1. Provide information on follow-up and what to expect from the changes.

    How quickly will the problem likely resolve if the changes are made? What should be monitored in the near term and when should you be called if these benchmarks aren't met? (see 10e). Briefly describe other possibilities that could be investigated if this doesn't appear to be working? If you think it is necessary to encourage action, briefly describe the probable outcome if the recommended steps are not taken.

  2. If applicable, provide specific details on a monitoring program.

    What can the producer most effectively and economically monitor to prevent recurrence of the problem? For example, should periodic tests be run on selected, high risk animals to monitor for the occurrence of subclinical disease? Developing an effective, efficient monitoring program is often an important part of problem resolution.

  3. Provide essential background information but only if it is needed.

    If the lack of understanding or an incorrect understanding of the disease process by management was a component of the problem, provide a concise summary of this essential information. What crucial but missing information that, if the producer had, would have prevented this problem? On the other hand, if the producer understands the essential information well, I recommend not including this section.

  4. Protect yourself in future litigation.

  1. Do not include any statements that you are not willing to defend in a lawsuit, whether a party or an expert witness. Include all information that you would want present in your report if it were to become part of a lawsuit.

    This is particularly true if errors by outside parties are involved in the problem and are likely to lead to legal action.

  2. Clearly state and meet all the requirements of the AMDUCA regulations if your recommendations involve off-label drug use.

  3. Clearly state any risks of your recommendations.

    For example, were for some reason you to recommend that an injection of gentamicin be given to all calves showing signs of a particular problem, clearly state that gentamicin is not an approved drug for cattle, that an extended (e.g., 18 months) withdrawal time prior to slaughter is absolutely necessary to avoid tissue residue violations and the potential consequences of a violative residue being detected.

  4. Clearly describe any public health risks.

    For example, making recommendations for resolving a Listeria abortion problem in sheep or salmonellosis in calves without mentioning the human health risks may haunt you later.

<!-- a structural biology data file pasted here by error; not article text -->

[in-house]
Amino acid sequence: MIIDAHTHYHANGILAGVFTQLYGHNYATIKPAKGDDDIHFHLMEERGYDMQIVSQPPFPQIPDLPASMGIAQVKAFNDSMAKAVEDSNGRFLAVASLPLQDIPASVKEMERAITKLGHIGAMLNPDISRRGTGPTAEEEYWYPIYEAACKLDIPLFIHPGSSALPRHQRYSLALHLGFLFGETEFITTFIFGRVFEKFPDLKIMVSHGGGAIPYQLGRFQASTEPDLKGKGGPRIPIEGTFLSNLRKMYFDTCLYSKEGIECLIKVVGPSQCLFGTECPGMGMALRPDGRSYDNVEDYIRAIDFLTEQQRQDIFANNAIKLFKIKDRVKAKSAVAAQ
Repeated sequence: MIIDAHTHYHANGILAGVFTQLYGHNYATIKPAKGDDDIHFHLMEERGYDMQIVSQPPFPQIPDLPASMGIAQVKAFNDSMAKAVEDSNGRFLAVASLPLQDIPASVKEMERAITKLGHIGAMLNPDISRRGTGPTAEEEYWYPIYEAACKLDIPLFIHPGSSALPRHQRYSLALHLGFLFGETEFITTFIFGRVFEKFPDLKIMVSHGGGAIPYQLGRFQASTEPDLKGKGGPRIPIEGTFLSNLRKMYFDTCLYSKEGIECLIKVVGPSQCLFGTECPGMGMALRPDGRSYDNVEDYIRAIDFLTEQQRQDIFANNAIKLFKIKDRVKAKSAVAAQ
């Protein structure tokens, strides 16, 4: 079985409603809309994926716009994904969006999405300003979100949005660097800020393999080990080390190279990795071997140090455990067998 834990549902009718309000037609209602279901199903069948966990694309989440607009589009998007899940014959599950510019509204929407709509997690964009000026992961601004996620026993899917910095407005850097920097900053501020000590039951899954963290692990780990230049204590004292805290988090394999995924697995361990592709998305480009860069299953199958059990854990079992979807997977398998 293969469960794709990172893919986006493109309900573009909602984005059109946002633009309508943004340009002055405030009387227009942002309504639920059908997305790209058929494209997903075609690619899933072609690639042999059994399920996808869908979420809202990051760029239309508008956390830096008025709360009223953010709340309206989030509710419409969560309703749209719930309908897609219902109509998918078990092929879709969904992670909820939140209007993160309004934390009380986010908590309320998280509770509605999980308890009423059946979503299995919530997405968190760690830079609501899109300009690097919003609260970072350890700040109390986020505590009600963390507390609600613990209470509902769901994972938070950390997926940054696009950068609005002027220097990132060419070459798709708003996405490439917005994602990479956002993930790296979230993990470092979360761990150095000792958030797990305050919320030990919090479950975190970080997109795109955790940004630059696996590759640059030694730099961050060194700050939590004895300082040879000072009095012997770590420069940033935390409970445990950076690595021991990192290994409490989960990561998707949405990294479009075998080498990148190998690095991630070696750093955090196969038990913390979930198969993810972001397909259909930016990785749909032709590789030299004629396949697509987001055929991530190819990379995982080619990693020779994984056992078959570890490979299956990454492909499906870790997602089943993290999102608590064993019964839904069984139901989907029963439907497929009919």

5. Avoid creating overly optimistic expectations.

    Refer to historical experience in other herds (not by name!). For example "In herds where the above milking time hygiene steps were successfully implemented, within three months there has been a marked reduction in contagious pathogen spread as indicated by a fall in the number of new clinical cases, . . . ."

  1. In letters that result from invited consultations, reinforce the relationship between the client, the private veterinary practitioner and other involved professionals.

  2. Extend professional courtesy to the other professionals and individuals that have been involved with the problem. With the client's permission, the earlier you contact these professionals the better for your investigation. Note any recommendations that the practitioner or other professionals have made that are similar to the ones made in this letter. For example, "As Dr. __ has recommended ..." If laboratory results are extensive and may lead to client questions, include a statement to the effect that "You may wish to discuss these laboratory results with Dr. __." In the summation, include a sentence such as "We recommend that you discuss the details involved in implementing these recommendations with Dr. __." Any disagreements with other professionals should be resolved in private elsewhere. They may know something about the operator, the premises and the problem that you do not.

    CC: the letter to the private practitioner and the other professionals, such as nutritionists and extension personnel, that have been involved with the problem.

Above all else, recognize that with time the faintest pen is stronger than the strongest mind. What isn't written down is at risk of being forgotten or, worse, misconstrued.